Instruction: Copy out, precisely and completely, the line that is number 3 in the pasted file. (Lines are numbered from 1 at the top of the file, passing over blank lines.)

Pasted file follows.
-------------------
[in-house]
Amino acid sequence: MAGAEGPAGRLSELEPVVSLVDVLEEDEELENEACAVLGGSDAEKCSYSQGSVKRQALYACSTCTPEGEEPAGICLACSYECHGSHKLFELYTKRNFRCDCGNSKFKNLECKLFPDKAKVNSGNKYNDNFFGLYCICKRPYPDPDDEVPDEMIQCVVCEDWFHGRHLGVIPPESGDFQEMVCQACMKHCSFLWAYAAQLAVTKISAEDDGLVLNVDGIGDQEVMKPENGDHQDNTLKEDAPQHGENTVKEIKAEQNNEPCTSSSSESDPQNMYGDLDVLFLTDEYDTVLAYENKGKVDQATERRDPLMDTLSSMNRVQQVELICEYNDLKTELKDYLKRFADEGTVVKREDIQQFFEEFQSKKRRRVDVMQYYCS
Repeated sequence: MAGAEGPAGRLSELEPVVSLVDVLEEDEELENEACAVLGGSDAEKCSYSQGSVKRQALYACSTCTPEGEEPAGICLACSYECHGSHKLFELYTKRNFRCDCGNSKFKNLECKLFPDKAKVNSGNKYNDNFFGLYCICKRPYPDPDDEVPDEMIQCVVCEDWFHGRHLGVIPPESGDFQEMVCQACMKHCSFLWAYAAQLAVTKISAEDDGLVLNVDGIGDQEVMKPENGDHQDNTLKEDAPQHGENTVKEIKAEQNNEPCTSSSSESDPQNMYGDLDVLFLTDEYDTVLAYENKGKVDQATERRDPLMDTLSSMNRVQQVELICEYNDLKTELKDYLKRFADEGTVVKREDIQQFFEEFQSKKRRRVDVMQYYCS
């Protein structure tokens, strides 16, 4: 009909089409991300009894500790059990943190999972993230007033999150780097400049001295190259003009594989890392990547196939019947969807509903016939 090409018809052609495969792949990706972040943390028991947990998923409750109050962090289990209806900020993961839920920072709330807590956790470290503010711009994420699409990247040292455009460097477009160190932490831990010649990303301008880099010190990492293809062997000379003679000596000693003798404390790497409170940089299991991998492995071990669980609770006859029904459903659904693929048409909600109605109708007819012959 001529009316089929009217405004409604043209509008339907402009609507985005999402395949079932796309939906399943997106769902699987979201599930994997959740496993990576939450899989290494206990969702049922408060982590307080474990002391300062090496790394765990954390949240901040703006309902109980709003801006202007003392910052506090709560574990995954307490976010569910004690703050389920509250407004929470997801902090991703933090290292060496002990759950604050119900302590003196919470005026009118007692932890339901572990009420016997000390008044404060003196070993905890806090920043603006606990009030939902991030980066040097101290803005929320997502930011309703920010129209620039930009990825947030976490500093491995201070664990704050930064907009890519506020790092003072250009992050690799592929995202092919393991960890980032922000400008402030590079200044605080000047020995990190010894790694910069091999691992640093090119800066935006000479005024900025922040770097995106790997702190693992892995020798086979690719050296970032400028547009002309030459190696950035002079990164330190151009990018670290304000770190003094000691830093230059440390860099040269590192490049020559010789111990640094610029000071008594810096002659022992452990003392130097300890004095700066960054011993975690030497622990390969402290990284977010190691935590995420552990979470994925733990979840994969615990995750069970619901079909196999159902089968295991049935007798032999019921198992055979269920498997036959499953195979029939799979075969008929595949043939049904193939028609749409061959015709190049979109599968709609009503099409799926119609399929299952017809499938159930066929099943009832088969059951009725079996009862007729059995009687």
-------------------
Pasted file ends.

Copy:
Repeated sequence: MAGAEGPAGRLSELEPVVSLVDVLEEDEELENEACAVLGGSDAEKCSYSQGSVKRQALYACSTCTPEGEEPAGICLACSYECHGSHKLFELYTKRNFRCDCGNSKFKNLECKLFPDKAKVNSGNKYNDNFFGLYCICKRPYPDPDDEVPDEMIQCVVCEDWFHGRHLGVIPPESGDFQEMVCQACMKHCSFLWAYAAQLAVTKISAEDDGLVLNVDGIGDQEVMKPENGDHQDNTLKEDAPQHGENTVKEIKAEQNNEPCTSSSSESDPQNMYGDLDVLFLTDEYDTVLAYENKGKVDQATERRDPLMDTLSSMNRVQQVELICEYNDLKTELKDYLKRFADEGTVVKREDIQQFFEEFQSKKRRRVDVMQYYCS